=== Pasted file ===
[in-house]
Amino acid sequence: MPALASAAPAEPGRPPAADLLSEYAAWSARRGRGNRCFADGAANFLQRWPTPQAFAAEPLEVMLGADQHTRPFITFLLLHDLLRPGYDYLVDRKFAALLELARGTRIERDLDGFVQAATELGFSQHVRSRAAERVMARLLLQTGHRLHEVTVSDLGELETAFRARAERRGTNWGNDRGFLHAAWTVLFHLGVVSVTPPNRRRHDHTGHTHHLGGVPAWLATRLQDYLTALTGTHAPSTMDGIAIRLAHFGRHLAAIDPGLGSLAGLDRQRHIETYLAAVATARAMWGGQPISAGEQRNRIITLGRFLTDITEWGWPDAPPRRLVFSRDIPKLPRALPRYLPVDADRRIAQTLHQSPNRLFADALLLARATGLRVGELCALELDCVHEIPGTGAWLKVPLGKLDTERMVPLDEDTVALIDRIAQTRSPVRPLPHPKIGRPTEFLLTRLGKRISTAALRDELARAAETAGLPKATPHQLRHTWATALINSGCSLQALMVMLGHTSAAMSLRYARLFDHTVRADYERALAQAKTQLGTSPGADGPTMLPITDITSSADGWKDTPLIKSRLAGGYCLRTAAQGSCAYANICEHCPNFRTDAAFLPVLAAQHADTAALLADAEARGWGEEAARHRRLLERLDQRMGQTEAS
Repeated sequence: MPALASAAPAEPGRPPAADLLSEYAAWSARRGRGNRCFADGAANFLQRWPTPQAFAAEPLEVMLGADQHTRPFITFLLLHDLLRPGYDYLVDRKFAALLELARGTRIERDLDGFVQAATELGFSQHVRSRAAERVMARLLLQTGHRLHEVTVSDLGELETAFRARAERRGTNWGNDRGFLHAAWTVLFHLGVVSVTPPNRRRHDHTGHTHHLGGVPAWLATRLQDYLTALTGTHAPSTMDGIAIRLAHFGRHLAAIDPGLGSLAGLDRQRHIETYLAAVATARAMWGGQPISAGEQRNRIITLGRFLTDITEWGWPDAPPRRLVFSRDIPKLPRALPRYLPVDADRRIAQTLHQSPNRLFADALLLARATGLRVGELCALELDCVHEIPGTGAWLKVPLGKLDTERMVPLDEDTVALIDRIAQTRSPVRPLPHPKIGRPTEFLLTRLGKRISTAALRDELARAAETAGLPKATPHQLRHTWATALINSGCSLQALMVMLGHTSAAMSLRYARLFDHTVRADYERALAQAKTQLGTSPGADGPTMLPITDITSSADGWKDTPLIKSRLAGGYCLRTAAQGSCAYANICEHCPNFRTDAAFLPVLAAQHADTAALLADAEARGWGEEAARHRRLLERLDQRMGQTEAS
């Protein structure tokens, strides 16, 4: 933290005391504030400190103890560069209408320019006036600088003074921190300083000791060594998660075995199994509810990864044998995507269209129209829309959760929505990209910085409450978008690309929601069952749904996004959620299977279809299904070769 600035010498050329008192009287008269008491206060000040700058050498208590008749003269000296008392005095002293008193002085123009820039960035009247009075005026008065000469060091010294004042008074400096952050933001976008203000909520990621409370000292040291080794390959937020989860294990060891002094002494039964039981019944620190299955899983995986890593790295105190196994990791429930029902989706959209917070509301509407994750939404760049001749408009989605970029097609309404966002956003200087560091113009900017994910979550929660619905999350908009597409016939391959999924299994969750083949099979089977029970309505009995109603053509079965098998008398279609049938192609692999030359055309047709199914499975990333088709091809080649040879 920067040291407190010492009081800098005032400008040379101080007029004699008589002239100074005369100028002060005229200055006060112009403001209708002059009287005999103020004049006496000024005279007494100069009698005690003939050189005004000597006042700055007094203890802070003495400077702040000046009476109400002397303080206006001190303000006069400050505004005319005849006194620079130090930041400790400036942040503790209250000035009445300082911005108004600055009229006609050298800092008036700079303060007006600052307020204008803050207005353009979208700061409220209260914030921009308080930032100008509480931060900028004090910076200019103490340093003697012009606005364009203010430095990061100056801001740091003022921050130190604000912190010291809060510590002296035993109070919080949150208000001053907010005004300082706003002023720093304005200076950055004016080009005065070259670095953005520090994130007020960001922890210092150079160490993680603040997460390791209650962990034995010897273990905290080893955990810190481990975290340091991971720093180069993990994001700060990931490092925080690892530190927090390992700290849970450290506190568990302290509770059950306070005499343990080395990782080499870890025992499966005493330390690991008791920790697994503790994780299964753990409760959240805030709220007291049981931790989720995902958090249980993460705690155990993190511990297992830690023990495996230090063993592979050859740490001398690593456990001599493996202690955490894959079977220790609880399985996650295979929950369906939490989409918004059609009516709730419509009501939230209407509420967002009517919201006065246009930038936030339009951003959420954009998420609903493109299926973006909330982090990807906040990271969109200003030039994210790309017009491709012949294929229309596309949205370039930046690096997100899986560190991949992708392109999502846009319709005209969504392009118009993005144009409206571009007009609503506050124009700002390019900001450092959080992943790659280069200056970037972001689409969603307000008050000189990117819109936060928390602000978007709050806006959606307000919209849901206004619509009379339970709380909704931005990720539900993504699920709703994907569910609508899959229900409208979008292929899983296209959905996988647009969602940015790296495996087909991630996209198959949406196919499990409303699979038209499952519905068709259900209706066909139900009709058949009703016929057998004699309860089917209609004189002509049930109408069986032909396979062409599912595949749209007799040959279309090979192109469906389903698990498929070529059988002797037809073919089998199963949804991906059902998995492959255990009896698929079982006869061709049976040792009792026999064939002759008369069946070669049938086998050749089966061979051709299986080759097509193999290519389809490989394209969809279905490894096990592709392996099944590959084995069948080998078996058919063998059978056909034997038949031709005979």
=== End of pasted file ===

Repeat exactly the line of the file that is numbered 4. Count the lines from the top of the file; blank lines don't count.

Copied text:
């Protein structure tokens, strides 16, 4: 933290005391504030400190103890560069209408320019006036600088003074921190300083000791060594998660075995199994509810990864044998995507269209129209829309959760929505990209910085409450978008690309929601069952749904996004959620299977279809299904070769 600035010498050329008192009287008269008491206060000040700058050498208590008749003269000296008392005095002293008193002085123009820039960035009247009075005026008065000469060091010294004042008074400096952050933001976008203000909520990621409370000292040291080794390959937020989860294990060891002094002494039964039981019944620190299955899983995986890593790295105190196994990791429930029902989706959209917070509301509407994750939404760049001749408009989605970029097609309404966002956003200087560091113009900017994910979550929660619905999350908009597409016939391959999924299994969750083949099979089977029970309505009995109603053509079965098998008398279609049938192609692999030359055309047709199914499975990333088709091809080649040879 920067040291407190010492009081800098005032400008040379101080007029004699008589002239100074005369100028002060005229200055006060112009403001209708002059009287005999103020004049006496000024005279007494100069009698005690003939050189005004000597006042700055007094203890802070003495400077702040000046009476109400002397303080206006001190303000006069400050505004005319005849006194620079130090930041400790400036942040503790209250000035009445300082911005108004600055009229006609050298800092008036700079303060007006600052307020204008803050207005353009979208700061409220209260914030921009308080930032100008509480931060900028004090910076200019103490340093003697012009606005364009203010430095990061100056801001740091003022921050130190604000912190010291809060510590002296035993109070919080949150208000001053907010005004300082706003002023720093304005200076950055004016080009005065070259670095953005520090994130007020960001922890210092150079160490993680603040997460390791209650962990034995010897273990905290080893955990810190481990975290340091991971720093180069993990994001700060990931490092925080690892530190927090390992700290849970450290506190568990302290509770059950306070005499343990080395990782080499870890025992499966005493330390690991008791920790697994503790994780299964753990409760959240805030709220007291049981931790989720995902958090249980993460705690155990993190511990297992830690023990495996230090063993592979050859740490001398690593456990001599493996202690955490894959079977220790609880399985996650295979929950369906939490989409918004059609009516709730419509009501939230209407509420967002009517919201006065246009930038936030339009951003959420954009998420609903493109299926973006909330982090990807906040990271969109200003030039994210790309017009491709012949294929229309596309949205370039930046690096997100899986560190991949992708392109999502846009319709005209969504392009118009993005144009409206571009007009609503506050124009700002390019900001450092959080992943790659280069200056970037972001689409969603307000008050000189990117819109936060928390602000978007709050806006959606307000919209849901206004619509009379339970709380909704931005990720539900993504699920709703994907569910609508899959229900409208979008292929899983296209959905996988647009969602940015790296495996087909991630996209198959949406196919499990409303699979038209499952519905068709259900209706066909139900009709058949009703016929057998004699309860089917209609004189002509049930109408069986032909396979062409599912595949749209007799040959279309090979192109469906389903698990498929070529059988002797037809073919089998199963949804991906059902998995492959255990009896698929079982006869061709049976040792009792026999064939002759008369069946070669049938086998050749089966061979051709299986080759097509193999290519389809490989394209969809279905490894096990592709392996099944590959084995069948080998078996058919063998059978056909034997038949031709005979």